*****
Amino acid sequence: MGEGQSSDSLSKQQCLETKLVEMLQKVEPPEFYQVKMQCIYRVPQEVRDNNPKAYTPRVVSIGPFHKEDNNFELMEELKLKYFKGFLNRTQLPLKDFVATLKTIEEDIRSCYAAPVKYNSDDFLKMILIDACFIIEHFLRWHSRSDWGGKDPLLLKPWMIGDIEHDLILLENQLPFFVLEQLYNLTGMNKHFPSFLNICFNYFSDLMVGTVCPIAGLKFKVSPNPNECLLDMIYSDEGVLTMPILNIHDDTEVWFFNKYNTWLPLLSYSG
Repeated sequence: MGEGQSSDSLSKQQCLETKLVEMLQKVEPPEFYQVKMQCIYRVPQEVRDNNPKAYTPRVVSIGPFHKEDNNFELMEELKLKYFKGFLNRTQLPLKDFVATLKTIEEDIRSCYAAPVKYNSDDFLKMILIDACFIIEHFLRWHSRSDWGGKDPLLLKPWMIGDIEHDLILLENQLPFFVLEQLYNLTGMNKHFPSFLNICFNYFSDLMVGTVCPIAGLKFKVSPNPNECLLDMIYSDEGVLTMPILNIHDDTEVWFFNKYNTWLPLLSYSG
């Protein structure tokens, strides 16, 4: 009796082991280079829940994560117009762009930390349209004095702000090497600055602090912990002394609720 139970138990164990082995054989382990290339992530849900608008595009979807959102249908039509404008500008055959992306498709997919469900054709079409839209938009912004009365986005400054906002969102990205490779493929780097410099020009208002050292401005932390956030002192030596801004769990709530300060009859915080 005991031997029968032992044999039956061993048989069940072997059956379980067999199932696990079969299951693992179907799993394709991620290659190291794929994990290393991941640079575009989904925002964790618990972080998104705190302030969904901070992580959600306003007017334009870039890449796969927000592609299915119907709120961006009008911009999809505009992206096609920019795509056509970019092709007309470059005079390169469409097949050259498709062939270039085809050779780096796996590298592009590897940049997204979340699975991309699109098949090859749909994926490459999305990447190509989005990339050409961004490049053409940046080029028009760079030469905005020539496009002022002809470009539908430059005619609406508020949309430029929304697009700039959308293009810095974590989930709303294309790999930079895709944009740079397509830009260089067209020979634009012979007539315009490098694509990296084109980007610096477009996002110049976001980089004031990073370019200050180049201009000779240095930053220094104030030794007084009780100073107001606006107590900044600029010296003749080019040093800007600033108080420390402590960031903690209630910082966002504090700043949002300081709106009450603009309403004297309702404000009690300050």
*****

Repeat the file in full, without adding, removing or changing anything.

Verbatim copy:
Amino acid sequence: MGEGQSSDSLSKQQCLETKLVEMLQKVEPPEFYQVKMQCIYRVPQEVRDNNPKAYTPRVVSIGPFHKEDNNFELMEELKLKYFKGFLNRTQLPLKDFVATLKTIEEDIRSCYAAPVKYNSDDFLKMILIDACFIIEHFLRWHSRSDWGGKDPLLLKPWMIGDIEHDLILLENQLPFFVLEQLYNLTGMNKHFPSFLNICFNYFSDLMVGTVCPIAGLKFKVSPNPNECLLDMIYSDEGVLTMPILNIHDDTEVWFFNKYNTWLPLLSYSG
Repeated sequence: MGEGQSSDSLSKQQCLETKLVEMLQKVEPPEFYQVKMQCIYRVPQEVRDNNPKAYTPRVVSIGPFHKEDNNFELMEELKLKYFKGFLNRTQLPLKDFVATLKTIEEDIRSCYAAPVKYNSDDFLKMILIDACFIIEHFLRWHSRSDWGGKDPLLLKPWMIGDIEHDLILLENQLPFFVLEQLYNLTGMNKHFPSFLNICFNYFSDLMVGTVCPIAGLKFKVSPNPNECLLDMIYSDEGVLTMPILNIHDDTEVWFFNKYNTWLPLLSYSG
């Protein structure tokens, strides 16, 4: 009796082991280079829940994560117009762009930390349209004095702000090497600055602090912990002394609720 139970138990164990082995054989382990290339992530849900608008595009979807959102249908039509404008500008055959992306498709997919469900054709079409839209938009912004009365986005400054906002969102990205490779493929780097410099020009208002050292401005932390956030002192030596801004769990709530300060009859915080 005991031997029968032992044999039956061993048989069940072997059956379980067999199932696990079969299951693992179907799993394709991620290659190291794929994990290393991941640079575009989904925002964790618990972080998104705190302030969904901070992580959600306003007017334009870039890449796969927000592609299915119907709120961006009008911009999809505009992206096609920019795509056509970019092709007309470059005079390169469409097949050259498709062939270039085809050779780096796996590298592009590897940049997204979340699975991309699109098949090859749909994926490459999305990447190509989005990339050409961004490049053409940046080029028009760079030469905005020539496009002022002809470009539908430059005619609406508020949309430029929304697009700039959308293009810095974590989930709303294309790999930079895709944009740079397509830009260089067209020979634009012979007539315009490098694509990296084109980007610096477009996002110049976001980089004031990073370019200050180049201009000779240095930053220094104030030794007084009780100073107001606006107590900044600029010296003749080019040093800007600033108080420390402590960031903690209630910082966002504090700043949002300081709106009450603009309403004297309702404000009690300050």